RDN on Libya on BBC R2

I had a fairlydecent outing on the Jeremy Vine Show on BBC Radio 2 today. Since I was defending the UK’s behaviour toward Libya in recent years, that was about the best one can expect, I think.

The discussion was about whether the UK cosied-up to Libya in exchange for oil and whether that makes us complicit in all the ensuing wickedness that Gadaffi has inflicted on his people and cripples us as we now face dealing with the violence he is unleashing in what may be his nihilist end-game.

David Mellor argued that we had fatally contaminated ourselves in our dealings with Gadaffi and especially in an assumed England/Scotland stitch-up over the release of   Abdelbaset al-Megrahi.

I argued that – in line with the Kissinger line – countries deal with the regimes which are actually in place, and get what they can. Our relations with Gadaffi were not affectionate so much as expedient. Obviously, if true, it is horrible to contemplate that UK arms are being used against protestors. I don’t know the degree to which that is a matter of UK wickedness, but it remains true that dictators with cash can always find arms.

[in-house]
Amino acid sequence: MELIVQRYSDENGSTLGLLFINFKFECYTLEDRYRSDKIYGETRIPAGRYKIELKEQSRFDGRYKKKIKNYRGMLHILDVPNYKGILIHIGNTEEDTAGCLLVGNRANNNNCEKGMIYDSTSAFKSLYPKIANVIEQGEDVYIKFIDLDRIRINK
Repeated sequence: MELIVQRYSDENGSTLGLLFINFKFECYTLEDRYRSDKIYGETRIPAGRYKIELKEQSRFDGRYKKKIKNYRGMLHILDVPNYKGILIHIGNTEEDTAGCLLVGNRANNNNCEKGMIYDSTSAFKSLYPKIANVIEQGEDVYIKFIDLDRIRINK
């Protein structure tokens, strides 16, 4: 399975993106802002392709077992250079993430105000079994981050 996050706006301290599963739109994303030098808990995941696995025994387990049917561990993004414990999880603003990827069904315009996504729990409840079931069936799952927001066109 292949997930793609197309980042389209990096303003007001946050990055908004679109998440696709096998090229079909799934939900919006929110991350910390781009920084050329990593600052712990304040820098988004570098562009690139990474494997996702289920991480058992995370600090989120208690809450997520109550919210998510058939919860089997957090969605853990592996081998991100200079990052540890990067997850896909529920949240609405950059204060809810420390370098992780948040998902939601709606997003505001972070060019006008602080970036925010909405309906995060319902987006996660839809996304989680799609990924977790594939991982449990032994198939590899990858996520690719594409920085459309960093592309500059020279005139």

In response to David Mellor’s charge that the UK behaves badly partly because it is a poodle of the US, I noted that the US has shouted pretty loudly and clearly about human rights abuses in Libya and the UK has hardly been wrong to echo that.

My main point was that our being too close to Gadaffi has very little to do with how he has behaved and is behaving. The twists and turns of UK/Libya relations are small-beer compared to the “demonstration effect” which has flowed from Arabs and others watching Al Jazeera showing them voters in Iraq, protestors in Iran, and then street-led revolutions in Tunisia and Egypt.

I said what happens next in our relations with Libya depends on how the UK reads its moral and practical options. I am not qualified to be very definite on that subject.  I have some faith that William Hague will get it more or less right, which is the best one can hope for in foreign affairs.

Leave a comment

Your email address will not be published. Required fields are marked *

This site uses Akismet to reduce spam. Learn how your comment data is processed.

Publication date

21 February 2011